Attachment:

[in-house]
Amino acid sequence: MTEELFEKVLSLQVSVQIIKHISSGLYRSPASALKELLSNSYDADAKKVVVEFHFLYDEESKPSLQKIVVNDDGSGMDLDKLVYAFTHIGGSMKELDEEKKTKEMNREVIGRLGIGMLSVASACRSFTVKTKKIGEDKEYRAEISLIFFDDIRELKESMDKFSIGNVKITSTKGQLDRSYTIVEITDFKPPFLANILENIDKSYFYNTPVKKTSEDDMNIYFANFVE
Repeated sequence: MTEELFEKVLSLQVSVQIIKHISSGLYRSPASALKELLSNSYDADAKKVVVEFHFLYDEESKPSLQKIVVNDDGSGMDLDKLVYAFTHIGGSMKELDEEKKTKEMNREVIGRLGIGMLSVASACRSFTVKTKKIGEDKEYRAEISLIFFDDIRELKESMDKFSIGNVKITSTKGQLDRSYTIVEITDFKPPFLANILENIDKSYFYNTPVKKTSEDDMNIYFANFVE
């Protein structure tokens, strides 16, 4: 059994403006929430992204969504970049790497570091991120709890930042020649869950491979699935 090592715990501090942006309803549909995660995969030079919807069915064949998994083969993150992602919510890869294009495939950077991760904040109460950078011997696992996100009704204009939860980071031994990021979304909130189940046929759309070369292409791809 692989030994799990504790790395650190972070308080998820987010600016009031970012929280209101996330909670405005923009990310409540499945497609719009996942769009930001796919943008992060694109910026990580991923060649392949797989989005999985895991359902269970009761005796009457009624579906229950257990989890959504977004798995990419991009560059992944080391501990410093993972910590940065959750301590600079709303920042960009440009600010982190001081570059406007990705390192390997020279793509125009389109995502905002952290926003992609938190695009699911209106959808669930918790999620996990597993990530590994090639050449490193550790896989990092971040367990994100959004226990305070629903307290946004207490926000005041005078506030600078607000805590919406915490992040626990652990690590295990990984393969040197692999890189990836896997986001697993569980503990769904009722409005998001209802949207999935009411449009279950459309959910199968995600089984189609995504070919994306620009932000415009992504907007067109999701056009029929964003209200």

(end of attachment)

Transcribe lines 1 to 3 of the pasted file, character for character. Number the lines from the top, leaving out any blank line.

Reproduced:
[in-house]
Amino acid sequence: MTEELFEKVLSLQVSVQIIKHISSGLYRSPASALKELLSNSYDADAKKVVVEFHFLYDEESKPSLQKIVVNDDGSGMDLDKLVYAFTHIGGSMKELDEEKKTKEMNREVIGRLGIGMLSVASACRSFTVKTKKIGEDKEYRAEISLIFFDDIRELKESMDKFSIGNVKITSTKGQLDRSYTIVEITDFKPPFLANILENIDKSYFYNTPVKKTSEDDMNIYFANFVE
Repeated sequence: MTEELFEKVLSLQVSVQIIKHISSGLYRSPASALKELLSNSYDADAKKVVVEFHFLYDEESKPSLQKIVVNDDGSGMDLDKLVYAFTHIGGSMKELDEEKKTKEMNREVIGRLGIGMLSVASACRSFTVKTKKIGEDKEYRAEISLIFFDDIRELKESMDKFSIGNVKITSTKGQLDRSYTIVEITDFKPPFLANILENIDKSYFYNTPVKKTSEDDMNIYFANFVE